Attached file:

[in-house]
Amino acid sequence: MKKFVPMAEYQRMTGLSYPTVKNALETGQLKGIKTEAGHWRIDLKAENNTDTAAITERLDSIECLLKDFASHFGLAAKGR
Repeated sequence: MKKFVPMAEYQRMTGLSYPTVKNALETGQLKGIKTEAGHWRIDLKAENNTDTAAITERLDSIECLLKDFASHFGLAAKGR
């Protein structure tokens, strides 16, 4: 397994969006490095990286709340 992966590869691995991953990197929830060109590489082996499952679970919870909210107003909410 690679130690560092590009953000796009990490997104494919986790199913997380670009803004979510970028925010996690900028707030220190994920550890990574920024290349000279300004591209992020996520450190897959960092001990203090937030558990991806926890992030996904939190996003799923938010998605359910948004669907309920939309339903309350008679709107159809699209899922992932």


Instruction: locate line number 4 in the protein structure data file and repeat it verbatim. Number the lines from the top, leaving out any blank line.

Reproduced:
């Protein structure tokens, strides 16, 4: 397994969006490095990286709340 992966590869691995991953990197929830060109590489082996499952679970919870909210107003909410 690679130690560092590009953000796009990490997104494919986790199913997380670009803004979510970028925010996690900028707030220190994920550890990574920024290349000279300004591209992020996520450190897959960092001990203090937030558990991806926890992030996904939190996003799923938010998605359910948004669907309920939309339903309350008679709107159809699209899922992932």